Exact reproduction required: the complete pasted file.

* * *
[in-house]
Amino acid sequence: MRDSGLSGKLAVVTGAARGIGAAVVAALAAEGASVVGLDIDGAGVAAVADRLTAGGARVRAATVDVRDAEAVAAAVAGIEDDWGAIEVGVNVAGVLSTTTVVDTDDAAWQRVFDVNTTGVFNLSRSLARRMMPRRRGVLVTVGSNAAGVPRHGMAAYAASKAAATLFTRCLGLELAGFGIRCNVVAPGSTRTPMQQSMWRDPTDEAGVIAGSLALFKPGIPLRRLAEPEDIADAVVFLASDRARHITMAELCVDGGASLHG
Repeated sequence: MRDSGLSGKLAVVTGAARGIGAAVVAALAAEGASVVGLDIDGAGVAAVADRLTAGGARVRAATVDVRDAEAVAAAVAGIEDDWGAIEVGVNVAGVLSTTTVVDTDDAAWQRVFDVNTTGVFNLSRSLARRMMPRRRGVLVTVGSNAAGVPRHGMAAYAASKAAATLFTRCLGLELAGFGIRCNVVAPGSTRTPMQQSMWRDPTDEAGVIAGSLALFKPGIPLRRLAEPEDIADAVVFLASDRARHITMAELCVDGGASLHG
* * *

[in-house]
Amino acid sequence: MRDSGLSGKLAVVTGAARGIGAAVVAALAAEGASVVGLDIDGAGVAAVADRLTAGGARVRAATVDVRDAEAVAAAVAGIEDDWGAIEVGVNVAGVLSTTTVVDTDDAAWQRVFDVNTTGVFNLSRSLARRMMPRRRGVLVTVGSNAAGVPRHGMAAYAASKAAATLFTRCLGLELAGFGIRCNVVAPGSTRTPMQQSMWRDPTDEAGVIAGSLALFKPGIPLRRLAEPEDIADAVVFLASDRARHITMAELCVDGGASLHG
Repeated sequence: MRDSGLSGKLAVVTGAARGIGAAVVAALAAEGASVVGLDIDGAGVAAVADRLTAGGARVRAATVDVRDAEAVAAAVAGIEDDWGAIEVGVNVAGVLSTTTVVDTDDAAWQRVFDVNTTGVFNLSRSLARRMMPRRRGVLVTVGSNAAGVPRHGMAAYAASKAAATLFTRCLGLELAGFGIRCNVVAPGSTRTPMQQSMWRDPTDEAGVIAGSLALFKPGIPLRRLAEPEDIADAVVFLASDRARHITMAELCVDGGASLHG